Over the last few months, as my ship has called into the state of California, I’ve run into an issue where line handlers / terminal representatives are limiting or restricting the safe mooring operation of the vessel. Each time this happens California’s State Lands Commission (SLC) is listed as the catalyst for the restrictions.
A recent example had the linehandlers telling the vessel’s officers that, according to the drawings approved by SLC, my vessel only needs to run six mooring lines to safely moor - to clarify, that’s three on the bow and three on the stern. When I told the mates that were would run out our customary 12 lines, the line handlers refused to cooperate, citing that our mooring plan would then be against the approved drawings and that they would get a fine.
After threatening to return the vessel to sea, they finally agreed to run out 10 lines, but then didn’t place them in the locations we agreed to. These guys weren’t just being lazy either - they were honestly trying to do what they felt was correct.
Do any of the readers have familiarity with the Marine Oil Terminal Design and Maintenance (MOTEMS) process and would they shed some light on just how this supposed to effect the ships at the docks? While I understand the need to know and respect the design limitations of mooring strong points, I find it absurd that a line handler would tell the ship’s master that he’s not allowed to put out additional lines (even when unused bollards or cleats are available).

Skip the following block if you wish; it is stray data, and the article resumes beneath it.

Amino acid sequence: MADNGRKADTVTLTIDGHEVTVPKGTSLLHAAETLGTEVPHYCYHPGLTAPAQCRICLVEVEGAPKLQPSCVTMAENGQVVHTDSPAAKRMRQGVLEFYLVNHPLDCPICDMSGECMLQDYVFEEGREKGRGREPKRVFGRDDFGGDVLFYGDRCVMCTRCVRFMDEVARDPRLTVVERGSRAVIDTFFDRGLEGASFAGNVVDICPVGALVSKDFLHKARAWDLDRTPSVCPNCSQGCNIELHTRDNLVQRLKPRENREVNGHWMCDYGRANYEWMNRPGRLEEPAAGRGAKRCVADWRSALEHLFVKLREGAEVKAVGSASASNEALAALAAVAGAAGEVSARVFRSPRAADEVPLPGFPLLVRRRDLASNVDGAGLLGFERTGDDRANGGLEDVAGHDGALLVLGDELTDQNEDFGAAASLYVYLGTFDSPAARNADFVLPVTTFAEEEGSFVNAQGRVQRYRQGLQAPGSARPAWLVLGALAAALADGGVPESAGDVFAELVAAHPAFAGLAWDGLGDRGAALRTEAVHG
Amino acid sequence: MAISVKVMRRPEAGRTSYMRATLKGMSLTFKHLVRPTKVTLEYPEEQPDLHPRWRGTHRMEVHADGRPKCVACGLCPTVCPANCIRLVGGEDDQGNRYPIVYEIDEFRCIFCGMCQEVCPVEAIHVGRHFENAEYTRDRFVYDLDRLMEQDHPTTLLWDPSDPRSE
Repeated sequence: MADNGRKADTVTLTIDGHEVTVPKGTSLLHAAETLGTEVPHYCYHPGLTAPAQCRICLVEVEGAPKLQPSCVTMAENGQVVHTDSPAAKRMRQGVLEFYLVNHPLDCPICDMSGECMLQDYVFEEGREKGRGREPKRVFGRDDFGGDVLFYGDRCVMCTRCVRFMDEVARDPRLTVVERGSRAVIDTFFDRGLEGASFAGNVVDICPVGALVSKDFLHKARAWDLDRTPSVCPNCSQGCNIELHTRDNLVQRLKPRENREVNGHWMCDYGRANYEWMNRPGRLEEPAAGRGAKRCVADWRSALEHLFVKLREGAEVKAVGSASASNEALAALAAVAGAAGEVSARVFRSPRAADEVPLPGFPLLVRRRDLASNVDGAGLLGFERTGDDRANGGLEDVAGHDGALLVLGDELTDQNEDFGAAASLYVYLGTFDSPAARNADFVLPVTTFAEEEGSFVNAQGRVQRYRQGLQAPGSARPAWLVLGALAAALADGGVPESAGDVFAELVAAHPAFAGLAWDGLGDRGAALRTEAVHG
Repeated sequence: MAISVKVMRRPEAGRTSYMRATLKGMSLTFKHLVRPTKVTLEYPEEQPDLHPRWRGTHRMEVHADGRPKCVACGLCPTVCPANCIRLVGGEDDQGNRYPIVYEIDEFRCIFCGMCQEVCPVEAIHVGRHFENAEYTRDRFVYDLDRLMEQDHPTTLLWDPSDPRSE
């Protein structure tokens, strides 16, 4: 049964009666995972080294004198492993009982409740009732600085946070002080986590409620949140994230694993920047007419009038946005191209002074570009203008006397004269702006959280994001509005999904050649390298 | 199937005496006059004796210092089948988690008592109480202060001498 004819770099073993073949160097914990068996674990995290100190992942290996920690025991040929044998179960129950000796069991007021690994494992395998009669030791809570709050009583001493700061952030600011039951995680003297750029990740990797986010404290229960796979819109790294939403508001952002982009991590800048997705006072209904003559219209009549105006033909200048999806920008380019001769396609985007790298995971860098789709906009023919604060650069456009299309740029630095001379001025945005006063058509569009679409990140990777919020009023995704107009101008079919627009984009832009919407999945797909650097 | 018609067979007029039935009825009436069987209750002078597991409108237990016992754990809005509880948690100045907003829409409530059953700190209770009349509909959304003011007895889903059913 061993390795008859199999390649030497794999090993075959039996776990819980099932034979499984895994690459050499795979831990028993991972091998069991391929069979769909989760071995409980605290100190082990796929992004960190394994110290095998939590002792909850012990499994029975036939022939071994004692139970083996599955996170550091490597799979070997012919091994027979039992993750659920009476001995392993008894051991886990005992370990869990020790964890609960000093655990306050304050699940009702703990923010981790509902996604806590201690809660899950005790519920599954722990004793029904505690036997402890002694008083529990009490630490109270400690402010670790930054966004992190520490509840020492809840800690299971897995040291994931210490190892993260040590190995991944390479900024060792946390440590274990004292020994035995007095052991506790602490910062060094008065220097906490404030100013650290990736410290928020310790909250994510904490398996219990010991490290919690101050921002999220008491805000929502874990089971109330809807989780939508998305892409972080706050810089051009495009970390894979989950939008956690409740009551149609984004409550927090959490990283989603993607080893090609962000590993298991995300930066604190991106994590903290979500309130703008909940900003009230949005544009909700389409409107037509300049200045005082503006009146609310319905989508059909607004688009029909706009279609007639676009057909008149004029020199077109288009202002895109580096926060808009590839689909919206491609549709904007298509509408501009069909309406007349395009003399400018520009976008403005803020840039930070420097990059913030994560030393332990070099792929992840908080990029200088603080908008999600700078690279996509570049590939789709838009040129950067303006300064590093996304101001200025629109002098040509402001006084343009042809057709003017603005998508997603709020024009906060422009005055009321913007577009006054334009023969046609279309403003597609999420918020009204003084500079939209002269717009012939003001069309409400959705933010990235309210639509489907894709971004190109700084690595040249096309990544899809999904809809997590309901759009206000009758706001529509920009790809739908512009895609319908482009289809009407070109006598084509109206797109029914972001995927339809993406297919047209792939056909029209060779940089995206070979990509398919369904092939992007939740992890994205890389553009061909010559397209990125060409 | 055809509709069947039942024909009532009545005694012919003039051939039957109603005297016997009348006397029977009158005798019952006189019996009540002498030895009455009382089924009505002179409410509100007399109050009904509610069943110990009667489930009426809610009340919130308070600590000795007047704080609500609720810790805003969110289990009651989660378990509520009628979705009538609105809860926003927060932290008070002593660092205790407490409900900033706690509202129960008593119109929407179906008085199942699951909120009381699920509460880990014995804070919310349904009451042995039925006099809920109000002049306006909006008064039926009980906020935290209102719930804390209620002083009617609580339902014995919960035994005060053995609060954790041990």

I’m also curious about how this will be looked at legally should something tragic happen. I think US case law is fairly clear that the master must ensure the vessel is securely moored to the dock. A safe berth must be provided, but the responsibility to moor there lies with the vessel.
What will the courts say if I want to put out additional lines but have my request denied because of SLC approvals? I sincerely doubt that SLC is going to stand up and say “my bad” when I’m getting grilled for not mooring the ship up correctly.